The Idaho Grain Producers Association plans to make improving the state’s roads, bridges and short-line railroads a lobbying priority again during the 2020 Legislature despite an expected tight state budget.
Transportation funding is always high on IGPA’s legislative agenda, and for years the association has advocated more spending on road and bridge repairs, government affairs director Rich Garber said at a Oct. 29 meeting of the group’s board in Boise.
When revenues are tight, transportation is an easy issue for lawmakers to defer.
Wheat and barley are two of Idaho's top commodities. Idaho grains are also important because they are grown virtually statewide and draw domestic and international buyers.
IGPA supports increasing state revenue for transportation, though it has stopped short of advocating raising taxes to do so. The legislature in 2015 raised vehicle registration fees and the state’s per-gallon fuel tax — which is helped by population growth but hurt by continued gains in car and truck efficiency.
Lawmakers also passed a law directing a portion of state budget surpluses to transportation. The law expired and was not renewed in 2019, so it's possible the legislature will take it up next year.
Garber said Idaho does not have many short-line railroads, “but the ones we have are critical. They have deteriorated dramatically over the years, and there has been almost no investment.”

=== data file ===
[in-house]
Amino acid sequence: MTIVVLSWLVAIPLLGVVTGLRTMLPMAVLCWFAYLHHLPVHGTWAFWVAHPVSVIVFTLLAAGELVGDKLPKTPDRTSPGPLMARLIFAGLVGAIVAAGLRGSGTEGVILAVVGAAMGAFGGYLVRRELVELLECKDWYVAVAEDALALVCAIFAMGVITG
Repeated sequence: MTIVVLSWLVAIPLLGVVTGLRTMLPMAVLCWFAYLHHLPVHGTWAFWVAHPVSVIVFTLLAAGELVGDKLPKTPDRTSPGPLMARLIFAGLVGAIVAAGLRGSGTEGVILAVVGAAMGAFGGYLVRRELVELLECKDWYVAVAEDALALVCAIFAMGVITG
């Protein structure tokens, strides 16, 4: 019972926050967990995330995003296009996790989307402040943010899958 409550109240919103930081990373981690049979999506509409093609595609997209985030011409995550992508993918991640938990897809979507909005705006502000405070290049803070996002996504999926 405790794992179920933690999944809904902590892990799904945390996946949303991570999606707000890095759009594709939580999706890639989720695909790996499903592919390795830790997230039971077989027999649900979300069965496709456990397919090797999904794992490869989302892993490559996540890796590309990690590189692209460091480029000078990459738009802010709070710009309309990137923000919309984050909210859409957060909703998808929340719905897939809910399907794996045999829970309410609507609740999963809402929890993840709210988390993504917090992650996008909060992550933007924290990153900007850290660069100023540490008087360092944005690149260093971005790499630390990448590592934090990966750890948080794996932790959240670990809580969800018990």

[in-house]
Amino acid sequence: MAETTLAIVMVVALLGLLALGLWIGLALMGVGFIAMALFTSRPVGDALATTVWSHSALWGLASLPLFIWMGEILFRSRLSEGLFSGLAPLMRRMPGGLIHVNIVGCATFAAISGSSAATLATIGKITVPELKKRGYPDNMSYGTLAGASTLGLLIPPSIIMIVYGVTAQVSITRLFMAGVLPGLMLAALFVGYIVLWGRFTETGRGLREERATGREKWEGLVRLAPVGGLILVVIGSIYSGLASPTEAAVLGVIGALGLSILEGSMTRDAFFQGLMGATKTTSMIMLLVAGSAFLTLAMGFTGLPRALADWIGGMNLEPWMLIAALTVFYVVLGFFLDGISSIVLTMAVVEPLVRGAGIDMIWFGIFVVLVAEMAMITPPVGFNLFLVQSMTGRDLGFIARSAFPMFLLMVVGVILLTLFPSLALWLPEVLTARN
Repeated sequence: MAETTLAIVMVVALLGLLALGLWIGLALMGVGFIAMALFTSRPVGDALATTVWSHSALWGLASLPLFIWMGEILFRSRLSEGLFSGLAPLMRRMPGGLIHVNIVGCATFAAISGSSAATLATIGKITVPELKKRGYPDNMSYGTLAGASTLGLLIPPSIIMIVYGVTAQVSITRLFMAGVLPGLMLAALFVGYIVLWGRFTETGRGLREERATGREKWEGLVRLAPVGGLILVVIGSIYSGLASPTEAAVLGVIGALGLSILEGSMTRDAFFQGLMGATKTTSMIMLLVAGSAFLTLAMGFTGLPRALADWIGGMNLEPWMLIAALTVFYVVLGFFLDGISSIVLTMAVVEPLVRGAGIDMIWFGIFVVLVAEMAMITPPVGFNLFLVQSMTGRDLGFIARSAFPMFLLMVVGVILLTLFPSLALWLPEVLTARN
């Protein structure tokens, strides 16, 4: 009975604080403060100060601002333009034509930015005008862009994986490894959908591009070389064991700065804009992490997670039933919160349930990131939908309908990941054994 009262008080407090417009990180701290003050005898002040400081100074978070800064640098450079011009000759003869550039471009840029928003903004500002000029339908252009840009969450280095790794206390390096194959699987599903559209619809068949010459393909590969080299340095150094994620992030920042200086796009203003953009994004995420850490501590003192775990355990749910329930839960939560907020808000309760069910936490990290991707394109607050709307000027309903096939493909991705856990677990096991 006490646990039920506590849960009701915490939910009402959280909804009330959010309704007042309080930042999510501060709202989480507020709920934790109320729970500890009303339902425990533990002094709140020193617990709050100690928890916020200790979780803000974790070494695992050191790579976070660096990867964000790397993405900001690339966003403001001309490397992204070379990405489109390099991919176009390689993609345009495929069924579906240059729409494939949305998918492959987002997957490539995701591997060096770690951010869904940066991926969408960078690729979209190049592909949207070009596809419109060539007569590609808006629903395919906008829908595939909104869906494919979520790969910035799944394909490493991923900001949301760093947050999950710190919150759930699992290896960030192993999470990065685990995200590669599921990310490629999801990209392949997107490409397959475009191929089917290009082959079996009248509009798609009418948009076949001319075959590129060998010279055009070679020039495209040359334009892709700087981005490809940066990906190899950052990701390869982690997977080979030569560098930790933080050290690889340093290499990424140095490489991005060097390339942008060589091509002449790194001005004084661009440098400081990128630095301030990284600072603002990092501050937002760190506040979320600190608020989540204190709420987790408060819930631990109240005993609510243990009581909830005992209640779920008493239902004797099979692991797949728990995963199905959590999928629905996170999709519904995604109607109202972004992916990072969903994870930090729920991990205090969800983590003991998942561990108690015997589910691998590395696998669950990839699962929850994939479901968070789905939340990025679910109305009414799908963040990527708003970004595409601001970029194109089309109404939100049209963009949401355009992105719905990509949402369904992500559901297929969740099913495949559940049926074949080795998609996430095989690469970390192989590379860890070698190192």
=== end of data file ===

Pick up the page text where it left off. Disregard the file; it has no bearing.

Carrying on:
A proposed tax credit for investment in short-line railroad improvements failed in the 2018 and 2019 legislative sessions, but is likely to return in some form in 2020, he said.
IGPA executive director Stacey Satterlee said a tax credit transfer provision proved unpopular. This year’s House Bill 61 would have allowed a one-time transfer of the proposed short-line railroad investment tax credit, from the taxpayer to an eligible customer or vendor.
While a tax credit would be tough to pass amid tight budgets, a carve-out from an existing program, or a pilot project, are possible alternatives, she said.
Rep. Rick Youngblood, R-Nampa, who co-chairs the budget-setting Joint Finance-Appropriations Committee, said the state’s estimated surplus for all of fiscal 2020 has dropped since the Legislature adjourned last spring, and lawmakers likely will be conservative with appropriations for fiscal 2021.
Next year’s legislative session starts Jan. 6.
Garber said IGPA will support an expected bill allowing hemp production in the state, per the 2018 federal Farm Bill. A similar effort failed during this year's session.
The 2019 Legislature adjourned without passing the usual rules-adoption bill. Gov. Brad Little subsequently ordered agencies to review and streamline administrative rules.
“Rules are going to be a big thing this session, and we will be watching it,” Garber said.